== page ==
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County Border Zone an Economic Hot Spot


THOUSAND OAKS — Because of strong business growth fueled by new businesses and burgeoning existing ones, economic analysts and forecasters now consider the region between Calabasas and Thousand Oaks its own economic unit separate from Ventura and Los Angeles counties.

The area has thrived, analysts say, because it's close to Los Angeles without being inside the city--with its higher costs, terrible traffic and faltering schools. Also, a few dynamic companies in the area are growing, paying better-than-average salaries and either spinning off new companies or attracting others.

Fueled by the growth of biotechnology and high-tech companies, the expansion is expected to continue, said Bill Watkins, executive director of the UC Santa Barbara Economic Forecast Project.

"In large part it is due to Amgen, and we project them to continue to grow rapidly," Watkins said of the world's largest biotechnology company, which is based in Thousand Oaks.

During the last year, Amgen's work force in the area has jumped 36%, from 3,523 to 4,800. Xircom Inc., a network equipment manufacturer in Newbury Park, jumped from 297 employees to 420 during that period, a 41% increase.

Two real estate companies, Fred Sands Realtors in Westlake Village and Countrywide Credit Industries in Simi Valley, also had significant increases in employees, another reflection of the growing economy.

"We are seeing some unprecedented building activity," said Dave Adams, city manager and planning director in Agoura Hills. "We've got more development that will occur in the next 18 months than what has occurred in the last 10 years put together. And that's just in Agoura Hills."

After the aerospace industry bottomed out in the mid-1990s, cities in the two-county corridor tried to attract new businesses. High-tech firms have led the revitalization, said Charles Maxey, dean of the California Lutheran University business school.

The cities of Thousand Oaks, Westlake Village, Agoura Hills and Calabasas are tightly linked economically because of geography. They are "tied to the hip to Los Angeles," said Watkins. "They are heavily influenced by what goes on in L.A., more so than in Ventura or Oxnard.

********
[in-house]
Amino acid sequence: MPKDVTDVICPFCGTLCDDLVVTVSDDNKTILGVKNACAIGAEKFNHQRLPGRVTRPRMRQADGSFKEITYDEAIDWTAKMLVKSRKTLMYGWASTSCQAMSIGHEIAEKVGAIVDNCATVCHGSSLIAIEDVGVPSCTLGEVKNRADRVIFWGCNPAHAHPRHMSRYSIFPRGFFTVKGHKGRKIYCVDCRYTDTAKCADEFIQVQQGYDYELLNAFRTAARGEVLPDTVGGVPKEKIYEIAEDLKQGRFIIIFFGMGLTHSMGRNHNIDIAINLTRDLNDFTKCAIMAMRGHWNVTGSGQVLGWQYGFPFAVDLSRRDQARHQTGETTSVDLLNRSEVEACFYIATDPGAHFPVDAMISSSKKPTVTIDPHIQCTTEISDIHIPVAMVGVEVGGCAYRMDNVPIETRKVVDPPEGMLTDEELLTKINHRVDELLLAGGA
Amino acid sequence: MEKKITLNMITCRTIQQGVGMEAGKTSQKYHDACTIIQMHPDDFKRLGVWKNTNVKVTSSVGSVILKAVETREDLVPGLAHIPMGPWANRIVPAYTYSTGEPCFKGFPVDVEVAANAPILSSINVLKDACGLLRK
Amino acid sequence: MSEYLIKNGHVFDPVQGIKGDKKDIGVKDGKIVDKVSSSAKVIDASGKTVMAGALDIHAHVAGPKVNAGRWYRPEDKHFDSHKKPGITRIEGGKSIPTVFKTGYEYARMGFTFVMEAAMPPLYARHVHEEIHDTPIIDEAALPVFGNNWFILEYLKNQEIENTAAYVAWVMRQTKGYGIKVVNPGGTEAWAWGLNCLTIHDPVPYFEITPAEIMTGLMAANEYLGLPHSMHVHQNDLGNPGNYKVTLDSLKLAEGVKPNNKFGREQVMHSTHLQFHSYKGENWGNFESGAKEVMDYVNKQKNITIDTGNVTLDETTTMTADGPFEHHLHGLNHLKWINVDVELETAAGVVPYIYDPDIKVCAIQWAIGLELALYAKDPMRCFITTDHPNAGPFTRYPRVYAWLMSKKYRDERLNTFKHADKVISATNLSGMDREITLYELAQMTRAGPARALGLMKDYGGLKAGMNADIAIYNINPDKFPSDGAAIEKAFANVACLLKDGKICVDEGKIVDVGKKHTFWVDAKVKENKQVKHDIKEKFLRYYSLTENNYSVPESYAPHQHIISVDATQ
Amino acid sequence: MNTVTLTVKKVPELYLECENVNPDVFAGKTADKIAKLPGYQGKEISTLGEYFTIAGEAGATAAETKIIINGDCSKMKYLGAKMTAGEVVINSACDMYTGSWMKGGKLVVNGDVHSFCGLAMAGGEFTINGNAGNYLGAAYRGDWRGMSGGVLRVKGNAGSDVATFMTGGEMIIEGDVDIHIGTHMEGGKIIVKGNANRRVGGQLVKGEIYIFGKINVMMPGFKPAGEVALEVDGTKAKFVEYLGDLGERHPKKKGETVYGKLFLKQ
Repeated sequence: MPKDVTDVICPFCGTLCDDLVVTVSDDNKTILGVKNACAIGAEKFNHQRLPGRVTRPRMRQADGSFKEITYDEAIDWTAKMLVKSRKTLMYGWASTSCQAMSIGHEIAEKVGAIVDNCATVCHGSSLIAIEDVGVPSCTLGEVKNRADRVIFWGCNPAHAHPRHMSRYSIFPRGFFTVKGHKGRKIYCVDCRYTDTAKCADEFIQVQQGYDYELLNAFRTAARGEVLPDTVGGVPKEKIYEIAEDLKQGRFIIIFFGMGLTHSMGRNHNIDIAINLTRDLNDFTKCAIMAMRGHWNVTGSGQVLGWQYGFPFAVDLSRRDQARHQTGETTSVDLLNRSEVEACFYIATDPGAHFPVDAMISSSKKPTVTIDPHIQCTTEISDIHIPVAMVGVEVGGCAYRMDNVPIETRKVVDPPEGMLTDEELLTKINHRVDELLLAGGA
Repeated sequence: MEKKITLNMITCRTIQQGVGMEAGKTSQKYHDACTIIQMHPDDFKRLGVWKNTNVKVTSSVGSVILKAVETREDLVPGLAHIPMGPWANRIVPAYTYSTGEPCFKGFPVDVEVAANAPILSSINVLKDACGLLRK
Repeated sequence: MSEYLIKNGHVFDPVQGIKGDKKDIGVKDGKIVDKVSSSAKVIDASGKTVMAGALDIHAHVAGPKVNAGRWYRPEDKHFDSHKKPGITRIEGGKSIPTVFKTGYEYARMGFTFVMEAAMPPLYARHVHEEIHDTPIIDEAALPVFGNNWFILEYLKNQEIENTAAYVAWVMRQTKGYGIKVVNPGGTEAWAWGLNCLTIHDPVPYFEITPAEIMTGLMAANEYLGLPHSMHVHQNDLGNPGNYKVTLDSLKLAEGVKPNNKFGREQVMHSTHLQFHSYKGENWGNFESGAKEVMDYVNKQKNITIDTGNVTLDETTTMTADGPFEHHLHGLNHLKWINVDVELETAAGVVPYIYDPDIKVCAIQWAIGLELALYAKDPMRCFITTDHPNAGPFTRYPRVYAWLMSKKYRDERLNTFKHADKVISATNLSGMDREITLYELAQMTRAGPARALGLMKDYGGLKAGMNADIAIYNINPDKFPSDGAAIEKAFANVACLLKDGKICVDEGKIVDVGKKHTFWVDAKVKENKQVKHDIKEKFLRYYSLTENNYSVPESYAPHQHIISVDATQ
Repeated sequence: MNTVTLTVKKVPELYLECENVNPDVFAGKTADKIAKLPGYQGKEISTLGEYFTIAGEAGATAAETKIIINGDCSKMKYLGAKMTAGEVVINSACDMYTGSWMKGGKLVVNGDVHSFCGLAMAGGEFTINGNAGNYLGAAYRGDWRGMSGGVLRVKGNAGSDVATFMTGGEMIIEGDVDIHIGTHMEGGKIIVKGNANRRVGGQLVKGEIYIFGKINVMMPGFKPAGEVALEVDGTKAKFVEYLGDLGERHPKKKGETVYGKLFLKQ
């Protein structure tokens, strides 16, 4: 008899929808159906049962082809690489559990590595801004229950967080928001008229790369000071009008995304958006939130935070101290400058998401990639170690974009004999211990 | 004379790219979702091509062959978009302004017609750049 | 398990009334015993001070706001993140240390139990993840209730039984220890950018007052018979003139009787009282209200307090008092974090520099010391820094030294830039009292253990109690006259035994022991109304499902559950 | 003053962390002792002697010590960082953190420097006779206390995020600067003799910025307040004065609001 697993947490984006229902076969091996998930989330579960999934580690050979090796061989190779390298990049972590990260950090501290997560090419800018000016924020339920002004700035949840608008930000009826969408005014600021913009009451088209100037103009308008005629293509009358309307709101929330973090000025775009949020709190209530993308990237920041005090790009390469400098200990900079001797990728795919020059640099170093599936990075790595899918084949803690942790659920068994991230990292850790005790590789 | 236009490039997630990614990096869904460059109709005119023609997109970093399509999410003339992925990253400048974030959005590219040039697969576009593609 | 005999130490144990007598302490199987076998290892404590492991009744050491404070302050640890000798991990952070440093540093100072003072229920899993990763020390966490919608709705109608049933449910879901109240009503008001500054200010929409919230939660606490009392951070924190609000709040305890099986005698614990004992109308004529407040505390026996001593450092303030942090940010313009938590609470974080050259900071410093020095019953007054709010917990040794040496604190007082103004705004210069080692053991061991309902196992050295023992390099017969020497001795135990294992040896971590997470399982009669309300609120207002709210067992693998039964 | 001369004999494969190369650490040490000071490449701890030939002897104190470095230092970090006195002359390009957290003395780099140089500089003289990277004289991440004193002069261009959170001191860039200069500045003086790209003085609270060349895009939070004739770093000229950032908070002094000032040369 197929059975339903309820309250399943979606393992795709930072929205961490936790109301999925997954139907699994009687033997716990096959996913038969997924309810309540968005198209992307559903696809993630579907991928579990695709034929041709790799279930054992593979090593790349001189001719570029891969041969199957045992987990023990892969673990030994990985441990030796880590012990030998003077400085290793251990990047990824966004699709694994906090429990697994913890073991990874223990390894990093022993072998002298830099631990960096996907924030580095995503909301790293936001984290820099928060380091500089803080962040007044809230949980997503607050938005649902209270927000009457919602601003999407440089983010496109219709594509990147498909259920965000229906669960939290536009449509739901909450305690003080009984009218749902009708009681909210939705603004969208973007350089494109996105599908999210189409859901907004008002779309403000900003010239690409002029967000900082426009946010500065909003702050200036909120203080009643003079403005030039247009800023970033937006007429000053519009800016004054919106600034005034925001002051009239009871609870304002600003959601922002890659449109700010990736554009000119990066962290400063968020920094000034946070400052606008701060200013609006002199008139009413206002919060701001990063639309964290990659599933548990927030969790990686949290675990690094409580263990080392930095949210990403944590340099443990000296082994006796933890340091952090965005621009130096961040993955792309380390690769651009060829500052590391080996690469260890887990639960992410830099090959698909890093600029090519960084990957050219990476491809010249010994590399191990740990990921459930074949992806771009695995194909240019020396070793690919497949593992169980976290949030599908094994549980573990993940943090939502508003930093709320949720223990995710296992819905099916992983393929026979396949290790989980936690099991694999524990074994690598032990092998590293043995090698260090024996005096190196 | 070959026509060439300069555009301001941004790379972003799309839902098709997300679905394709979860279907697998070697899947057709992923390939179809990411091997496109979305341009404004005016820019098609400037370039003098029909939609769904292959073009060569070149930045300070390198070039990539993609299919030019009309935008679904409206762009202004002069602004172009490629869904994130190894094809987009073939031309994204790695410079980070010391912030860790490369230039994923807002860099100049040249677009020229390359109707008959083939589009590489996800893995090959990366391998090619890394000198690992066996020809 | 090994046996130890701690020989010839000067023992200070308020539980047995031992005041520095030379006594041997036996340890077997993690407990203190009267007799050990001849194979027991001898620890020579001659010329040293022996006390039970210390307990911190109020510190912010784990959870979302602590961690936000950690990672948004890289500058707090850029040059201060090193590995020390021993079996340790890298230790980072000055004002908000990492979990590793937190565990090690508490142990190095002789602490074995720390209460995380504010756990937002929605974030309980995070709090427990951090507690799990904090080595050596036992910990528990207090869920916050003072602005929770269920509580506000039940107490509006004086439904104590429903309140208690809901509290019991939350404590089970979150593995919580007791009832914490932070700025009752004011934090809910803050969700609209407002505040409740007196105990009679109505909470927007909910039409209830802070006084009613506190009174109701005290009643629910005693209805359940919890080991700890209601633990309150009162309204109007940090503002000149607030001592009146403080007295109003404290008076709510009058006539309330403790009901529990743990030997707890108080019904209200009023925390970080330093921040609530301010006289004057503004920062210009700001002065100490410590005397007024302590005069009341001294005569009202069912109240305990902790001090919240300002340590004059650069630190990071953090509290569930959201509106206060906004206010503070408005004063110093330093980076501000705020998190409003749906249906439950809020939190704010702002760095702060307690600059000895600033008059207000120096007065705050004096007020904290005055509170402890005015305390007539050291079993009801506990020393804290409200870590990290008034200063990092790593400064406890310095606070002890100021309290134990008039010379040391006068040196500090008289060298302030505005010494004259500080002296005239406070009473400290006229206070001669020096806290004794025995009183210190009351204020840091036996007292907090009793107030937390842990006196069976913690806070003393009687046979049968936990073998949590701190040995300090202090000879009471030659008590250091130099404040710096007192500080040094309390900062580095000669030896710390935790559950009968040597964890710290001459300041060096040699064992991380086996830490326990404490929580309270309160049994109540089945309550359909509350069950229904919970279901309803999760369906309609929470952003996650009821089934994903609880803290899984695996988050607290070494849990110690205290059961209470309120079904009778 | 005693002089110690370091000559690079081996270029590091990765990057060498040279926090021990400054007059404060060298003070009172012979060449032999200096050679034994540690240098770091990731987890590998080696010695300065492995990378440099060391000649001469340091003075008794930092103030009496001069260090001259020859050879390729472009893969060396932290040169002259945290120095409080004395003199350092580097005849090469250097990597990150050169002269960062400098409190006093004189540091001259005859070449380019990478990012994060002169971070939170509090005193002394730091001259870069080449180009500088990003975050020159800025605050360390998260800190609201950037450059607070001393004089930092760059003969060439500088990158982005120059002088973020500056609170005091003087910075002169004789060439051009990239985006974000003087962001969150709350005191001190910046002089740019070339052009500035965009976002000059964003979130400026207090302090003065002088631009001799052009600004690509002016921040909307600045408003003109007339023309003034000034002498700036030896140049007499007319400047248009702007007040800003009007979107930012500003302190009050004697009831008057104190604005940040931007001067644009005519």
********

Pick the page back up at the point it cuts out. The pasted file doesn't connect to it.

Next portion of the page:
"The [Conejo] Grade is a big barrier," he added.

But the area east of the grade and west of the San Fernando Valley has a lot of similarities, Watkins said. "When you look at the data, you've got relatively high property values, high income levels, high education levels and high labor-force participation levels."

Those characteristics make the area appealing to businesses looking to relocate, he said. Once one business comes and succeeds, others tend to follow.


Thousand Oaks covers 56 square miles, and 40% of that is open space that surrounds the city, which has a low crime rate. "That makes the city very attractive," said Gary Wartik, Thousand Oaks' manager of economic development. "That's why we have the quality of life that we do. All of that contributes to excellent schools, parks and libraries," which, in turn, help appeal to new and existing businesses.

The city also has a program to retain business and work with companies that would be "exceptionally good members of the community," Wartik said.

"We don't offer any financial incentives," he added. "But we work closely with companies to make the planning and permitting process work as smoothly as possible."

Many companies from the San Fernando Valley often look to Simi Valley, Moorpark and Thousand Oaks as places to relocate. Their employees can still live in the Valley and commute a reasonable driving distance, Wartik said.

But if a company chooses to relocate to any of the neighboring communities, Thousand Oaks still benefits. Many people who live or work in Agoura and Westlake Village still shop in Thousand Oaks, Wartik said.

In Agoura Hills, Adams said the city also helps new companies work through the permitting process. The city also boasts about its absence of gross receipts taxes or utilities taxes.

To maintain a close relationship with city leaders in Westlake Village and Calabasas, Adams says he attends monthly meetings at which officials from all the cities address business expansion issues.

That's a good idea, Maxey said. In a recent study he conducted of 262 Ventura County businesspeople, more than 50% saw obstacles standing in the way of future growth.

"People perceive public policy problems," Maxey said. These issues include general regulations on businesses, environmental regulations, work force availability and fees and taxes.

Adams said some business owners have complained about environmental restrictions, but most people seem content.

"All of us out here are probably a little more sensitive to the environment than other cities might be," Adams said. "It is something that our residents have not wanted to concede on, at the risk of diminishing their quality of life. Most developers recognize [this] before they come in and start talking with us."


While the continued growth at Amgen, as well as the technology corridor over the Conejo Grade in Camarillo, have stimulated the whole area, there are risks, Watkins said.

In a region where driving to work, often in long commutes, is virtually required, the problems in the Middle East could affect the dual-county corridor, Watkins said. "If the flow of oil from the Middle East is cut, we'll see recessions in all the developed economies."

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